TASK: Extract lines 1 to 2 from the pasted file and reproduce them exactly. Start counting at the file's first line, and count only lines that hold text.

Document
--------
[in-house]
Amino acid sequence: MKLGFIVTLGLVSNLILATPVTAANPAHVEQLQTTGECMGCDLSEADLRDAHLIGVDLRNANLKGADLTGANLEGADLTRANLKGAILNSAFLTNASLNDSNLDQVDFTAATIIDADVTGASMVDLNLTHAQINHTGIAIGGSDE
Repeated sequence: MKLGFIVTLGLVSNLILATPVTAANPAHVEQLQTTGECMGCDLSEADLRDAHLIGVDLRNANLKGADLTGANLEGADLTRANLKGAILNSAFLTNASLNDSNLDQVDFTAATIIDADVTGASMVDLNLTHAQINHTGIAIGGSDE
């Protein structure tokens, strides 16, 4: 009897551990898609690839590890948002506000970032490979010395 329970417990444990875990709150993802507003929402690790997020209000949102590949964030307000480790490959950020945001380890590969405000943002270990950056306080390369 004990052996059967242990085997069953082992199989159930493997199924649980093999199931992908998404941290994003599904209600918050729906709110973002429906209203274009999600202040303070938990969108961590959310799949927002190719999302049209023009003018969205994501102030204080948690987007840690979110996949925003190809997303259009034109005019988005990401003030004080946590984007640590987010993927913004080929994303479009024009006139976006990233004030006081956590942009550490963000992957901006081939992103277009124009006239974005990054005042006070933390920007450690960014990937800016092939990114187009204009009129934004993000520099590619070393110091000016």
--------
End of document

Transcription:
[in-house]
Amino acid sequence: MKLGFIVTLGLVSNLILATPVTAANPAHVEQLQTTGECMGCDLSEADLRDAHLIGVDLRNANLKGADLTGANLEGADLTRANLKGAILNSAFLTNASLNDSNLDQVDFTAATIIDADVTGASMVDLNLTHAQINHTGIAIGGSDE